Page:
A few months back, I met up with Alicia Yoon, founder of Korean skincare mega-site Peach & Lily, in a hotel room in midtown. She was going to give me a “personalized facial,” which at first, seemed like a gimmicky-but-nonetheless-relaxing way for her to push some of her newest products on me for the possibility of coverage. I’d been having some fun new hormonal acne issues and figured my usual (read: not Korean) route wasn’t helping much, and I’m nothing if not a beauty guinea pig, so I gave it a shot. But a few minutes after I showed up, it became immediately clear she wasn’t about to push anything on me. Instead, she told me, she was going to give me a massage. I mean, okay.
She barely even gave my hormonal acne any more than a cursory glance before she’d asked me about my diet, my skin-care routine, and my menstrual cycle. After going through my morning and nighttime routine, I told her that the acne was new, and that my stomach was particularly sensitive for the first time in forever, making me feel perpetually bloated. I wasn’t totally sure what this had to do with my treatment, but Yoon, a facialist by trade and student of Eastern Ayurvedic medicine, didn’t try to diagnose me. Instead, she laid me down on a makeshift massage table, and got to work massaging my pressure points. “When I go to acupuncturists or eastern medicine doctors in Korea, they tell me that there are hundreds are pressure points in the human body,” she told me as she settled in by massaging the fleshy part of my hand where my thumb and pointer finger meet. They’re called energy meridians, she told me, which, in oversimplified terms means this: it’s all connected.
“The whole body is an ecosystem and the skin is a window into the health of that ecosystem,” Yoon said. “Therefore, improving one part of your ecosystem can improve how your skin looks, too.” I’m a skeptic to a fault, so I just sort of smiled and nodded. That point on my hand she was massaging? That’s apparently related to the stomach and digestive tract The ears relate to the kidneys; the heart’s pressure point is on the side of the palm, just underneath the pinky. Pressure points are also why applying pressure
“Just kneading this out even a couple minutes a day can be really really helpful in just improving your whole health,” she told me, likely as my brows furrowed. Then she focused on my ears for about five minutes, which is easily one of the weirdest sensations I’ve ever felt. “The kidney is really important for waste removal, and if there’s a lot of stress on your system and your adrenals, you’re not going to feel great—it can impact your thyroid, too. This’ll help move everything along,” she said, mid ear-massage.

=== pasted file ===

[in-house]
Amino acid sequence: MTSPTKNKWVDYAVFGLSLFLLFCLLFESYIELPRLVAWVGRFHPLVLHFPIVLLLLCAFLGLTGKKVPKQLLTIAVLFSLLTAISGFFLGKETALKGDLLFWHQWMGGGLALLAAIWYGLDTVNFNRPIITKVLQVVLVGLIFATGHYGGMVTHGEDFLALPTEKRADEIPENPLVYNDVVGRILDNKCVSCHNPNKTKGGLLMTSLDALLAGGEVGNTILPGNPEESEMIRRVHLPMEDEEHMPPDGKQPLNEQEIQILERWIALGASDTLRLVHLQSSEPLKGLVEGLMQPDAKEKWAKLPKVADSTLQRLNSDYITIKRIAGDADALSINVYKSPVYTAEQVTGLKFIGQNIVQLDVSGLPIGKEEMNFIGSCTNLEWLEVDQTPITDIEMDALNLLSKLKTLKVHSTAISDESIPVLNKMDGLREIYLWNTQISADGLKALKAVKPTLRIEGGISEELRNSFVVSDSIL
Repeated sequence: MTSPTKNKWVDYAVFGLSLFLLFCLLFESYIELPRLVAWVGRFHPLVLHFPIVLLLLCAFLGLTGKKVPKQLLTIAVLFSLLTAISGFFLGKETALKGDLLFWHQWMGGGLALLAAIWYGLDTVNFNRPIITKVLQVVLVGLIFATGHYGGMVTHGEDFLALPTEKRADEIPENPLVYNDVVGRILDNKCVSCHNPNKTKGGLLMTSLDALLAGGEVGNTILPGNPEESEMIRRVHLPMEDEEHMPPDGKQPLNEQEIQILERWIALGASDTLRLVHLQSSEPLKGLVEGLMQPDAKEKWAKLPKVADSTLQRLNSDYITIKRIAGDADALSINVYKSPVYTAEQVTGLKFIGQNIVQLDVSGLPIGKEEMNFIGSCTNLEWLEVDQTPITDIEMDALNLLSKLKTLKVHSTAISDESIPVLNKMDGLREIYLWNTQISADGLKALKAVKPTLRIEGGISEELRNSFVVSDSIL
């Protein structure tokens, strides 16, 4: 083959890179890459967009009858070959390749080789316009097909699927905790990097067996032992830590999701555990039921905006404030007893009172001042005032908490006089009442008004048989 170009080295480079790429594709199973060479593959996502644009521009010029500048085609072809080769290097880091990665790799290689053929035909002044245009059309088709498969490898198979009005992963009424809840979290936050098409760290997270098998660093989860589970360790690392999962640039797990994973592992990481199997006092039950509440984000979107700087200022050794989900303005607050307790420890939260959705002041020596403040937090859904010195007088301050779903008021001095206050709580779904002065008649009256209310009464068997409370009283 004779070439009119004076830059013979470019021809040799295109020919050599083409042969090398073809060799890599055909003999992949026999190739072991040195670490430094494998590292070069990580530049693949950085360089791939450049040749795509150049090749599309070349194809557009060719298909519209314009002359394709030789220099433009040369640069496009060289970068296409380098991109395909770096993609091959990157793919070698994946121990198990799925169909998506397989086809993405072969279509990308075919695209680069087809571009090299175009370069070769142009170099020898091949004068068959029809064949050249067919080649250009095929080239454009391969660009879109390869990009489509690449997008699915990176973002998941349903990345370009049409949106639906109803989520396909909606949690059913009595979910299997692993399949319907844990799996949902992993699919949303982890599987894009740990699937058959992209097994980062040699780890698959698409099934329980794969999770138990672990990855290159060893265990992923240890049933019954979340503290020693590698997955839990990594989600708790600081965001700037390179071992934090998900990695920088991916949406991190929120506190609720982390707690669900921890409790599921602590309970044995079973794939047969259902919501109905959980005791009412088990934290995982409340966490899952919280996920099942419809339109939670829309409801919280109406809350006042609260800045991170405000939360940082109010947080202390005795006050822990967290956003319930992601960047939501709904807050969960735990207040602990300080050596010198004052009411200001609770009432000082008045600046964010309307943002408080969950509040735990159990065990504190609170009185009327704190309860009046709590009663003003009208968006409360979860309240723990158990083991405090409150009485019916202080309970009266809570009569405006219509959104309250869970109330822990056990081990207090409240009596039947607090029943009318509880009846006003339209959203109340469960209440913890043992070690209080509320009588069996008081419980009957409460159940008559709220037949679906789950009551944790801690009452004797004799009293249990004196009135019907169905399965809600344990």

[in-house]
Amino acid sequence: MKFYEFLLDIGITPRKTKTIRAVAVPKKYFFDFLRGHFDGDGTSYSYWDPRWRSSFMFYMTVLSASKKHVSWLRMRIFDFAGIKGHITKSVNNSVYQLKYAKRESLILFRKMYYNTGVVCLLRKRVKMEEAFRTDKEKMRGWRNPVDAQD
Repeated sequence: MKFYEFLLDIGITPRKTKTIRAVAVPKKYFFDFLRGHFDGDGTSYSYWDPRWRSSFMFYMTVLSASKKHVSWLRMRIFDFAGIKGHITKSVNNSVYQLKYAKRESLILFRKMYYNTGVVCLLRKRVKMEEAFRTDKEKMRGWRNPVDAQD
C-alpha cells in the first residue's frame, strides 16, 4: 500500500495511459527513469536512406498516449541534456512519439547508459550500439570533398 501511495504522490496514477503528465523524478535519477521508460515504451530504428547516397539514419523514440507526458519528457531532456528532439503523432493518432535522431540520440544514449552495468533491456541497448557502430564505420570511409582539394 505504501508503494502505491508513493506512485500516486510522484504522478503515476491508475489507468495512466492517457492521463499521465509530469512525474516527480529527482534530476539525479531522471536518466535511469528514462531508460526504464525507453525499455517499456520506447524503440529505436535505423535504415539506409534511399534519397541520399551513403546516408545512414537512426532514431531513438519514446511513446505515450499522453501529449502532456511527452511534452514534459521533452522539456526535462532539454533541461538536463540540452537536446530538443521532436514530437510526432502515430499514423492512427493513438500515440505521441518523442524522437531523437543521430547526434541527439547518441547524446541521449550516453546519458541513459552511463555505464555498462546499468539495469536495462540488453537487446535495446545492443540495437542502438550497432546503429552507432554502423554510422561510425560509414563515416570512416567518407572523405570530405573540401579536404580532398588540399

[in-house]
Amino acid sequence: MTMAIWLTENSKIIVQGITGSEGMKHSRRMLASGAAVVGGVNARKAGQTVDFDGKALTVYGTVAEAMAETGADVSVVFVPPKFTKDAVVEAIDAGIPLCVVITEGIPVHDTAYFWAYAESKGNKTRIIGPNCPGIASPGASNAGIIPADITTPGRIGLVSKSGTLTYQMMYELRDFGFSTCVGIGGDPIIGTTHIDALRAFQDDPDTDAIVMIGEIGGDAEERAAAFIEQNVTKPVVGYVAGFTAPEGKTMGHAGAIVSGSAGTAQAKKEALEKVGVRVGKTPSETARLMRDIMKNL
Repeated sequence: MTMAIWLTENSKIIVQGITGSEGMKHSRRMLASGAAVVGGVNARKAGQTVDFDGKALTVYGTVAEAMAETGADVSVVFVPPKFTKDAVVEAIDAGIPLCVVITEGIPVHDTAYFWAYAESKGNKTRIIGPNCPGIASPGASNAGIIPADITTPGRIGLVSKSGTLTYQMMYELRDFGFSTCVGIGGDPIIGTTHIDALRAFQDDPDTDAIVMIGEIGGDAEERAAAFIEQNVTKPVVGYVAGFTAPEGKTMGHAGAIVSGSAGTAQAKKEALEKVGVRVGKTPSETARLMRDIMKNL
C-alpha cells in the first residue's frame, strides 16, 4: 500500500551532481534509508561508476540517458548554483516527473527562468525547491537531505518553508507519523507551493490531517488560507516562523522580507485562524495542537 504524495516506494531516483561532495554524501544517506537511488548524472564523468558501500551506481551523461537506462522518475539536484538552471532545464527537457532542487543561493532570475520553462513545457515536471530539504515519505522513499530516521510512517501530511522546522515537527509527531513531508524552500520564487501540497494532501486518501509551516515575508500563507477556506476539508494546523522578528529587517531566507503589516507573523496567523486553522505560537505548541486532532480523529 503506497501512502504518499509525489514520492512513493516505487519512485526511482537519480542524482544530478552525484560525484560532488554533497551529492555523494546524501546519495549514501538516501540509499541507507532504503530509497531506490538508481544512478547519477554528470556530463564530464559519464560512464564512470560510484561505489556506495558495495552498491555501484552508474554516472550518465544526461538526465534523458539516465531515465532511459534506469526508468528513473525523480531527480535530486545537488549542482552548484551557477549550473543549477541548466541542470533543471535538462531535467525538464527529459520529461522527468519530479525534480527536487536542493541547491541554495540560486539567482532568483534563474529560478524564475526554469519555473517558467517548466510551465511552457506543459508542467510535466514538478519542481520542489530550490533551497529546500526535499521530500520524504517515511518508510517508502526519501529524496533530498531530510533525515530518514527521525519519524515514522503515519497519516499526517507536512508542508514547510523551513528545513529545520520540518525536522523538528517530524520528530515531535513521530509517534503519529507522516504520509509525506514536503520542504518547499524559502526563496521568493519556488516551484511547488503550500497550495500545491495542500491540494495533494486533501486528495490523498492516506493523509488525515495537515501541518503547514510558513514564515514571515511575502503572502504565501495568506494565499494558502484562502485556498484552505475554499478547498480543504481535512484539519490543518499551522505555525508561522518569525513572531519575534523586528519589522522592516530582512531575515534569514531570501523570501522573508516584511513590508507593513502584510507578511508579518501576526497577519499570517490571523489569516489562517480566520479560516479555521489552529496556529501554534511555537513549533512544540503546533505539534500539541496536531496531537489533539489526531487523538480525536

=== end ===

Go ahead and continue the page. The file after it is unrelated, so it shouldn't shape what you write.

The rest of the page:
I let her have at it for about half an hour, amazed at how relaxed I felt. (A lack of extractions can do that to you). Eventually, she slathered some products on my skin—she double-cleansed, used a toner for brightening, pressed on a few essences and serums—and I walked out wondering what the hell just happened to me. Of course, the topical routine made my skin glow in the immediate, but it wasn’t until two days later that I saw any real, marked changes. My acne didn’t clear up in 48 hours, but my skin looked brighter, my eyes appeared less sunken and dark, and for the first time in weeks, I was—TMI alert—regular! So is there any actual truth to this stuff?
“In general, the theory of the meridians isn’t a focus of Western medicine, but nonetheless we do know that massage works to benefit the body in other ways,” says Holly Phillips, an internist in NYC, who reminded me that Sea Bands for nausea call this theory into play. “Acupressure, which is more casually called ‘pressure point massage,’ is considered to be a form of acupuncture, just without the needles. Versions of both therapies have been practiced throughout the world for thousands of years, particularly in China. It improves circulation, which then boosts lymphatic drainage; it lessens muscle tension, and decreases inflammation in our blood vessels which is linked to cancer, heart disease, and depression; and [it can] stimulates the release of endorphins from the brain that lessen pain and improve mood.” A lot of that, as you can imagine, can also lead to clearer, brighter skin.
While Dr. Phillips did say she’d like to see more studies on the effectiveness of acupuncture and acupressure, she also said that “if they didn’t have any benefits, they wouldn’t still be around 4,000 years later.”
Still, Yoon herself said “the jury’s out” on whether or not pressure point massages can really get rid of acne, but I’m hopping right on the bandwagon. I’ve spent the last few months massaging my hands before I get out of bed in the morning—it’s a great excuse to hit snooze and stay lying down for another nine minutes—and I take a break between shampoo and conditioner to give myself an ear massage. I’m happy to report that my skin has cleared up considerably, and I don’t have the same stomach issues that plagued me six months ago. While I’m not going to put down the retinol any time soon, I don’t mind having another trick in my arsenal for clear, bright skin, even if science is only half-way on board.